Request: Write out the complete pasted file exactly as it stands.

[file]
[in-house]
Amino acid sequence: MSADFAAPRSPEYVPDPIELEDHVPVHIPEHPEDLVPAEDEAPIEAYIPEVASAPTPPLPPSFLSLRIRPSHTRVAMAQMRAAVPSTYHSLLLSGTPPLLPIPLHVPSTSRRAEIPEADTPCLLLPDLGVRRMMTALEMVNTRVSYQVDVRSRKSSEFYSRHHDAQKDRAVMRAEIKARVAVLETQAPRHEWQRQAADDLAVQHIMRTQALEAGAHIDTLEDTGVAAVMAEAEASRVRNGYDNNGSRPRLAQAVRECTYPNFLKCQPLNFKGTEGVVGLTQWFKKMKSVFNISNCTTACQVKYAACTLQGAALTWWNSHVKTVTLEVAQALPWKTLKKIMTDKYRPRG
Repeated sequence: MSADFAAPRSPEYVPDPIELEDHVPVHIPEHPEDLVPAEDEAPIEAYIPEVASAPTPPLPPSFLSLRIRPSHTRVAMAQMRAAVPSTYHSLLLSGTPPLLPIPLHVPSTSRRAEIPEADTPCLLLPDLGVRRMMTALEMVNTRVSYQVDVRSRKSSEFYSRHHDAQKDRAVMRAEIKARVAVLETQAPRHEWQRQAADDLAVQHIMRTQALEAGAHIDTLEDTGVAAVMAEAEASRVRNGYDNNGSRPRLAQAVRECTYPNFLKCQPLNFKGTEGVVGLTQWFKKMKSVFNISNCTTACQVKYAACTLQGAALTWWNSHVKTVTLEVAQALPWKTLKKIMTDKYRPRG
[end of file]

[in-house]
Amino acid sequence: MSADFAAPRSPEYVPDPIELEDHVPVHIPEHPEDLVPAEDEAPIEAYIPEVASAPTPPLPPSFLSLRIRPSHTRVAMAQMRAAVPSTYHSLLLSGTPPLLPIPLHVPSTSRRAEIPEADTPCLLLPDLGVRRMMTALEMVNTRVSYQVDVRSRKSSEFYSRHHDAQKDRAVMRAEIKARVAVLETQAPRHEWQRQAADDLAVQHIMRTQALEAGAHIDTLEDTGVAAVMAEAEASRVRNGYDNNGSRPRLAQAVRECTYPNFLKCQPLNFKGTEGVVGLTQWFKKMKSVFNISNCTTACQVKYAACTLQGAALTWWNSHVKTVTLEVAQALPWKTLKKIMTDKYRPRG
Repeated sequence: MSADFAAPRSPEYVPDPIELEDHVPVHIPEHPEDLVPAEDEAPIEAYIPEVASAPTPPLPPSFLSLRIRPSHTRVAMAQMRAAVPSTYHSLLLSGTPPLLPIPLHVPSTSRRAEIPEADTPCLLLPDLGVRRMMTALEMVNTRVSYQVDVRSRKSSEFYSRHHDAQKDRAVMRAEIKARVAVLETQAPRHEWQRQAADDLAVQHIMRTQALEAGAHIDTLEDTGVAAVMAEAEASRVRNGYDNNGSRPRLAQAVRECTYPNFLKCQPLNFKGTEGVVGLTQWFKKMKSVFNISNCTTACQVKYAACTLQGAALTWWNSHVKTVTLEVAQALPWKTLKKIMTDKYRPRG